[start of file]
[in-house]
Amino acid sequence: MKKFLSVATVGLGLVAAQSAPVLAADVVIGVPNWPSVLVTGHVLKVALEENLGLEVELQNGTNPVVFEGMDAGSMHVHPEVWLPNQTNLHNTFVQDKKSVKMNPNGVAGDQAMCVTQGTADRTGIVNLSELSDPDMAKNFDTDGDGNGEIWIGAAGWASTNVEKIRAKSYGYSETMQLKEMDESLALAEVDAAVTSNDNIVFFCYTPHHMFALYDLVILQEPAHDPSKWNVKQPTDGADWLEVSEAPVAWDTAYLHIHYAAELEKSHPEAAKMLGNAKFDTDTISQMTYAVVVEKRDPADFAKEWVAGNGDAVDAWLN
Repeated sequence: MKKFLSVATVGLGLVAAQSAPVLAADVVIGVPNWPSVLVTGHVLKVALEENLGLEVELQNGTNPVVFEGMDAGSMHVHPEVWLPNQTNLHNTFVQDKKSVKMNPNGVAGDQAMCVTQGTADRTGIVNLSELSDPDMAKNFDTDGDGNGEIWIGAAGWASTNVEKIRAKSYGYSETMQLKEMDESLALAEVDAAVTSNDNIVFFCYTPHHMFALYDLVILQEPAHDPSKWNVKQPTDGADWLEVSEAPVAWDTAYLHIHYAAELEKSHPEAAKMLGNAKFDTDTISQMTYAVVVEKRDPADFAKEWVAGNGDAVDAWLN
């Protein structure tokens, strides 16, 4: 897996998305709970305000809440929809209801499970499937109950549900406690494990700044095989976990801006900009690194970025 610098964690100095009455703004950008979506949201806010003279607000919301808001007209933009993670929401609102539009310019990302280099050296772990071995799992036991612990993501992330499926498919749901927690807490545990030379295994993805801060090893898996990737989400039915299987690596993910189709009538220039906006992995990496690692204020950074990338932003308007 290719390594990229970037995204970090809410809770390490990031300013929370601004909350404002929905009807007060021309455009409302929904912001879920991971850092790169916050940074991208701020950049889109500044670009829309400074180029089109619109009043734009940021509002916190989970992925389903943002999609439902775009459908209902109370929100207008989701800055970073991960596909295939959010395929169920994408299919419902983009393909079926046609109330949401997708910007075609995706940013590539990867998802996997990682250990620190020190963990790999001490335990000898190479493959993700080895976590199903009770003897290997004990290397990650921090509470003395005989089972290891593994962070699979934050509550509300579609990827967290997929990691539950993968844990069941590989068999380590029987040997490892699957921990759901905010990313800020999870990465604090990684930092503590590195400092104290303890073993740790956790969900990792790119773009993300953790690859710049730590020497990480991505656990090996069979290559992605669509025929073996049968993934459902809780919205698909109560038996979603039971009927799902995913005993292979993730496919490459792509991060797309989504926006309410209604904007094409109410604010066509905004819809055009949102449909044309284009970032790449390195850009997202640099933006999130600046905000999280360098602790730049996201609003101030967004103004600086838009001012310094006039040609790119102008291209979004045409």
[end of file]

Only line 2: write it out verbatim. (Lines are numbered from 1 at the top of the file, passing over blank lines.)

Amino acid sequence: MKKFLSVATVGLGLVAAQSAPVLAADVVIGVPNWPSVLVTGHVLKVALEENLGLEVELQNGTNPVVFEGMDAGSMHVHPEVWLPNQTNLHNTFVQDKKSVKMNPNGVAGDQAMCVTQGTADRTGIVNLSELSDPDMAKNFDTDGDGNGEIWIGAAGWASTNVEKIRAKSYGYSETMQLKEMDESLALAEVDAAVTSNDNIVFFCYTPHHMFALYDLVILQEPAHDPSKWNVKQPTDGADWLEVSEAPVAWDTAYLHIHYAAELEKSHPEAAKMLGNAKFDTDTISQMTYAVVVEKRDPADFAKEWVAGNGDAVDAWLN